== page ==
Prayers of great thanks and Deo grtias for Carol and John, on their 35th wedding anniversary. Ad multos annos, many more! Also, Caorl asks prayers for some special intentions.
Lord, help us all as You know and will. God's
will is best. All is mercy and grace. God is never absent, praise Him! Thanks so
January 23, May 24, September 23
Chapter 5: On Obedience
But this very obedience
will be acceptable to God and pleasing to all
only if what is commanded is done
without hesitation, delay, lukewarmness, grumbling, or objection.
For the obedience given to Superiors is given to God,
since He Himself has said,
"He who hears you, hears Me" (Luke 10:16).
And the disciples should offer their obedience with a good will,
for "God loves a cheerful giver" (2 Cor. 9:7).
For if the disciple obeys with an ill will
not necessarily with his lips but simply in his heart,
then even though he fulfill the command
yet his work will not be acceptable to God,
who sees that his heart is murmuring.
And, far from gaining a reward for such work as this,
he will incur the punishment due to murmurers,
unless he amend and make satisfaction.
It is our hearts that convict us in obedience. Not because of
feelings or emotions, those can be mistaken, but because of the
relationship between love and will. Many of us have loved someone and
hated having to do something that the love required, but we did it
anyway. Our feelings or repugnance were over-ruled by the will in our
hearts to love. Face it, love does not ALWAYS feel too good, which is
a principal way it differs from mere feelings.
Jean Ronan, one of my favorite teachers used to tell me to always make all
decisions "in the light of the death candle", that is, as if one were about to
die. How hearing that annoyed me at 30, but how true it is, and the closer one
gets to the possibility of that death candle, the truer it is. There's a handy
rule of thumb here. Does our choice put God and our faith first, no matter what?
If it does not, something is terribly wrong.
There is also the trust of faith involved here. God is God and we must firmly
believe He will do the best for us, no matter how unclear that may sometimes be.
Jesus often told St. Faustina to ask her superiors for permissions, hard
permissions, to do this or that extra prayer or mortification, that He KNEW they
would refuse. Then, after the refusal, He would tell Faustina that
her obedience meant more to Him than the thing denied.
He also said to her that all creatures do His will, whether they want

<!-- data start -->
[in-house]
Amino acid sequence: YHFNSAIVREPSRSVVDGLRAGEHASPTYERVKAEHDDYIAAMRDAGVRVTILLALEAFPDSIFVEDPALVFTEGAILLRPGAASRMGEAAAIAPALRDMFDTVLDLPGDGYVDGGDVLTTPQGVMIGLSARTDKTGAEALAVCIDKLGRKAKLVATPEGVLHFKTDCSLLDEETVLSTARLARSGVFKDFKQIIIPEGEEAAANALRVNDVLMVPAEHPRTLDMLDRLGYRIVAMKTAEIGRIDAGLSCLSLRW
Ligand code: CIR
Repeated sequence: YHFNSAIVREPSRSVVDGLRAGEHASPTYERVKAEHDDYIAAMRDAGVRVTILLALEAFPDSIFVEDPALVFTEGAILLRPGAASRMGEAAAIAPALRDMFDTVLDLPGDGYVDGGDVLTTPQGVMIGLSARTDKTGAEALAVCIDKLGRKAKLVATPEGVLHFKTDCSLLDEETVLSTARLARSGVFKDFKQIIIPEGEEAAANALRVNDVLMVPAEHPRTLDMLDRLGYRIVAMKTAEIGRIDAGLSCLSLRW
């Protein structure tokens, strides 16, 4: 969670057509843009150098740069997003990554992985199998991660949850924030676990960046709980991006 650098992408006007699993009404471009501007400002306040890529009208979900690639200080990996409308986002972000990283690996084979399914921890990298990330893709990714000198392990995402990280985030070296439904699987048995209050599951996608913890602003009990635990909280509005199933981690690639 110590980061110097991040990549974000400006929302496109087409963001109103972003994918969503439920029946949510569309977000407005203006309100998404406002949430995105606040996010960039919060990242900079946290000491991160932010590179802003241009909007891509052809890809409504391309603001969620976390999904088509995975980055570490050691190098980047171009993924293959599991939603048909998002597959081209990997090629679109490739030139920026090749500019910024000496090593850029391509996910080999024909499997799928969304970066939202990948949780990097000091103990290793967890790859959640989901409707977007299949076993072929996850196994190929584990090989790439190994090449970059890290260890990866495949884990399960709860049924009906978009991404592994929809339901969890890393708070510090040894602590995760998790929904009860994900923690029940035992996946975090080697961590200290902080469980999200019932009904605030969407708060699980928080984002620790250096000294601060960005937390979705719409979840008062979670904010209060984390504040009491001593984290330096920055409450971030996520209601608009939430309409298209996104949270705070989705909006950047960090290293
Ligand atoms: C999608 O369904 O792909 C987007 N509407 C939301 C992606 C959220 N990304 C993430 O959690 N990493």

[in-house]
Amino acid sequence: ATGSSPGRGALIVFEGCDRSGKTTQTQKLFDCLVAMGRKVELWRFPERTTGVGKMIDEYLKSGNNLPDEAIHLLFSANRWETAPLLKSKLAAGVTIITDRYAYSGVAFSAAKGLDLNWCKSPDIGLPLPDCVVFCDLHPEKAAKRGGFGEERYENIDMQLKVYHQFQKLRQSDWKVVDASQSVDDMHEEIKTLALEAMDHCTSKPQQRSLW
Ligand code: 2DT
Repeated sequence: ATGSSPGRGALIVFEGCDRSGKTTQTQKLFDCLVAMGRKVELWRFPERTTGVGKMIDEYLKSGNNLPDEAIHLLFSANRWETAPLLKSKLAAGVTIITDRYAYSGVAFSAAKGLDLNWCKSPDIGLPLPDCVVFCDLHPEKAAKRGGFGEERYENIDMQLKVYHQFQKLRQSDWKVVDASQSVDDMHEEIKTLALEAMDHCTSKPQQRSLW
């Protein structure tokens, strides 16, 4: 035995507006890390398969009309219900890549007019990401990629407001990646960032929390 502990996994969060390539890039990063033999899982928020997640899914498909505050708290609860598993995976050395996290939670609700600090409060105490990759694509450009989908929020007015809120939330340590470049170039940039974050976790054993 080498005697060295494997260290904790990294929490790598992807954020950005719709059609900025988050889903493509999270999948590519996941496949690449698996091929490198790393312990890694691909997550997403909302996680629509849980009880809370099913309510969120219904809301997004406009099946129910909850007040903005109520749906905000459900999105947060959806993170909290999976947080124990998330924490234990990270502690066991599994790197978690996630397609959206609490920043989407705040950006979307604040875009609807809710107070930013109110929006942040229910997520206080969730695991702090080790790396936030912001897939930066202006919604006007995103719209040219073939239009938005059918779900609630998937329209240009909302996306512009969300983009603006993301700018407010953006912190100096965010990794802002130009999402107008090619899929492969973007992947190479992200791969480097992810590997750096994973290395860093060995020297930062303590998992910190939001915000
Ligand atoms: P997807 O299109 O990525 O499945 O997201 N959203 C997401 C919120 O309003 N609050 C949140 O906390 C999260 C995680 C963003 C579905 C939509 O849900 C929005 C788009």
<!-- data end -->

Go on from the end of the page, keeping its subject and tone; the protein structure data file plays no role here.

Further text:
to not or, whether they know it or not. Now there's a hefty order!
Still when we look at St. Paul's remark that, "for those who love
God, all things work together for good," this is not at all far-fetched.
St. Paul did not say "all wise things", or "well-intentioned things", or
"cooperative things". He said "all" and he was inspired to say that by
the Holy Spirit.
"All things".....hmmmm. There is a mystical point where the will of God
cannot be thwarted. This is evident in the lives of many saints. When Jesus
told them nothing could harm them, He wasn't just kidding around! In spite
of seemingly insuperable odds, His will for them would triumph again and
again. But this is NOT just for saints: it is true for all of us! Obedience
throws us into the vortex of that, but it gets easier as our faith
(and experience of God's goodness!) deepens.
We have been too ready to think that obedience depends only on
humans, who are flawed. It doesn't. All obedience is given to God.
Our love and trust and His love and mercy are the deciding factors,
not the universally flawed human weakness that plagues every human
means of God's will in this world.
Want a little theological aside here? Look at what this concept of
all doing His will does to the concept of sin. It makes it the ULTIMATE rip-off.
If, even when we try to thwart God, we further His plans (and face it, He
*IS* clever enough to pull that off,) then we are left with absolutely nothing
but the bitter ashes of our own useless self- defeat. With Him or against Him,
His kingdom will nevertheless come. What a tragedy to have been nothing
more than a futile obstacle to that!
Love and prayers,
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